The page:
National Zoological Park
The National Zoological Park (originally Delhi Zoo) is a 176-acre (71 ha) zoo near the Old Fort in Delhi, India. A 16th-century citadel, a sprawling green island and a motley collection of animals and birds, all in the middle of a burgeoning urban Delhi. The zoo is home to about 1350 animals representing almost 130 species of animals and birds from around the world. The zoo can be seen on foot or using a battery-operated vehicle which can be rented at the zoo. Visitors are not permitted to bring any food other than drinking water, but there is a canteen in the zoo. In 2014 a visitor who was mentally ill, killed as he had fallen into the white tigers enclosure,
The Delhi zoo came decades later after New Delhi was built. although the idea to have a zoo at the national capital was mooted in 1951, the park was inaugurated in November 1959.
In 1952 the Indian Board for Wildlife created a committee to look into creating a zoo for Delhi. The government of India was to develop the zoo and then turn it over to Delhi as a working enterprise. In 1953 the committee approved the location of the zoo, and in October 1955 it assigned N. D. Bachkheti of the Indian Forest Service to oversee the creation of the zoo.
Initially Major Aubrey Weinman of the Ceylon Zoological Garden (now the National Zoological Gardens of Sri Lanka) was asked to help draw the plans for the zoo, but because he was not available for the long term, Carl Hagenbeck of the Zoological Garden of Hamburg was hired. In March 1956, Hagenbeck presented a preliminary plan, which included the recommendation to use moated enclosures for the new zoo. The plan was modified as needed to account for local conditions, and approved by the Indian government in December 1956.
By the end of 1959, the Northern part of the zoo was complete, and animals which had been arriving for some time and which had been housed in temporary pens were moved into their permanent homes. The park was opened on 1 November 1959 as the Delhi Zoo. In 1982 it was officially renamed to National Zoological Park, with hopes that it could become a model for other zoos in the country.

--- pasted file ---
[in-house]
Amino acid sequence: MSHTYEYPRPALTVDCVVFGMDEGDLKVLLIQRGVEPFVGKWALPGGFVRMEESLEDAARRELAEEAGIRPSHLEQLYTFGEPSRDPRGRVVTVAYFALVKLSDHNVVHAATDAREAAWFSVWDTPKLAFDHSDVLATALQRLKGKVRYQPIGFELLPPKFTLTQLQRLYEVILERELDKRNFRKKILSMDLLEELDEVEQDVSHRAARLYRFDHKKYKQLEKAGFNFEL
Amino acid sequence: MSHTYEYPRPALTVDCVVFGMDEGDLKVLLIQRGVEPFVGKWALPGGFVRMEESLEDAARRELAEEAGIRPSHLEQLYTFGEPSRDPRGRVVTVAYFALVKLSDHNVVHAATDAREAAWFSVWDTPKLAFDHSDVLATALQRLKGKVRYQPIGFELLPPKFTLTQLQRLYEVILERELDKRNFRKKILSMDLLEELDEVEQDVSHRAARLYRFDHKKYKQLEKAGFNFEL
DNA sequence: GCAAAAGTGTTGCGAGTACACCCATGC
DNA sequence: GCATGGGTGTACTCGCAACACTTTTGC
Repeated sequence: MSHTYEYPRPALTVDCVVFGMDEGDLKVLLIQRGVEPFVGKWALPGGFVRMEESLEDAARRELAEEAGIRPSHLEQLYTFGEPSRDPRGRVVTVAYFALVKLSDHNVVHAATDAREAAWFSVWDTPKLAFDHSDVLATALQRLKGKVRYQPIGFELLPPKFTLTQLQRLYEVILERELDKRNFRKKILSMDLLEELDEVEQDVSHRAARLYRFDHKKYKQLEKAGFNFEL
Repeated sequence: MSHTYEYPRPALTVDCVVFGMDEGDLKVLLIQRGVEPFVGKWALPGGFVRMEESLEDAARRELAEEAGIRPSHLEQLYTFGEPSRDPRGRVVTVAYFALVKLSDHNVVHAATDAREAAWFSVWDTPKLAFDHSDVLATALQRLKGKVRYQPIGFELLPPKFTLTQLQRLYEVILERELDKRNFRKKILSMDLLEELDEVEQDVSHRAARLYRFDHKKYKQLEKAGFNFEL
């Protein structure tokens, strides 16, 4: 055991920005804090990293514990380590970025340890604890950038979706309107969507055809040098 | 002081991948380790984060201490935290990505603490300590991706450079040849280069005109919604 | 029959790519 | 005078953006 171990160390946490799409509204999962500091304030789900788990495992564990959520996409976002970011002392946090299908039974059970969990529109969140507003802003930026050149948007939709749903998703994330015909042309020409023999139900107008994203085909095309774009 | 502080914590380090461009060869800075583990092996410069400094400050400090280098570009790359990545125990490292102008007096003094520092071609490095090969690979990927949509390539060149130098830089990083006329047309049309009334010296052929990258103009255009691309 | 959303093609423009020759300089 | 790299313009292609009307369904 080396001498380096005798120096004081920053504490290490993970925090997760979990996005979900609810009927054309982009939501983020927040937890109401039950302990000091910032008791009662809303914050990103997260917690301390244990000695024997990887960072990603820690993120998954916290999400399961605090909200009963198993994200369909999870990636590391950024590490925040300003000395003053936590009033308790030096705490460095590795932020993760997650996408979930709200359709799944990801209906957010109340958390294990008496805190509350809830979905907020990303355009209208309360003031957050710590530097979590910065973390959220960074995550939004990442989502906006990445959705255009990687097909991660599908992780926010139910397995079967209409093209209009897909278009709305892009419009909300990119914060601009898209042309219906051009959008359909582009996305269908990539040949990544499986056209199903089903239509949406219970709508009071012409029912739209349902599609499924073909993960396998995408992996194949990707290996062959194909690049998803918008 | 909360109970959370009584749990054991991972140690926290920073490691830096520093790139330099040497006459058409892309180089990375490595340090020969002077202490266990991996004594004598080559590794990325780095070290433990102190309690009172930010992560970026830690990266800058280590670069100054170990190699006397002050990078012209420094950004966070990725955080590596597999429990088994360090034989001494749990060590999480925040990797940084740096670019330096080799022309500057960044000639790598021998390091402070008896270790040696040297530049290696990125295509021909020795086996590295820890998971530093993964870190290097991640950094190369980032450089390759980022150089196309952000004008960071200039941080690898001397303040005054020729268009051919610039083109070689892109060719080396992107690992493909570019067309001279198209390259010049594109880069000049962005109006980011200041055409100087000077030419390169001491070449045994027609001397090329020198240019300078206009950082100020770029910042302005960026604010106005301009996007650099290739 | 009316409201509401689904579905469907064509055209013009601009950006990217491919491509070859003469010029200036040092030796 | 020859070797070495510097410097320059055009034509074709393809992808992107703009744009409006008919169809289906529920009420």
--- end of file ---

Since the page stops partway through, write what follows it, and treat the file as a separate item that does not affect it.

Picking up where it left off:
On 23 September 2014, a man named Maqsood, fell in white tiger’s moat accidentally. The people around started throwing stones at the tiger. The man was then carried away and mauled by the enraged tiger after some minutes. The man later succumbed to his injuries.The incident, which took place among 12.30 pm and 1 pm, created a sensation and word soon spread through the metropolis, with pictures and video of the tiger – one of the zoo’s star attractions – dragging the youth going viral.
Going to the right from the entrance brings visitors to the enclosures for animals including chimpanzee, hippopotamus, spider monkey, African wild buffalo, Giraffes, Gir lion, and Zebras. Going to the left, visitors will see animals including migratory birds like peafowl, and well as hyenas, macaques, and jaguars in the swamps that were designed for water birds. In the centre of the zoo is the underground reptile house.
The Zoo is closed on every Friday and National Holidays.
The zoo is part of conservation breeding programmes of the Central Zoo Authority for the royal Bengal tiger, Indian rhinoceros, swamp deer, Asiatic lion, brow antlered deer, and red jungle fowl.
The breeding program for the brow antlered deer has been so successful, starting with a pair of these deer in 1962, that individuals from the herd have been distributed to zoos in Ahmedabad, Kanpur, Lucknow, Hyderabad, Junagarh, and Mysore, and have acclimated well to all of these locations.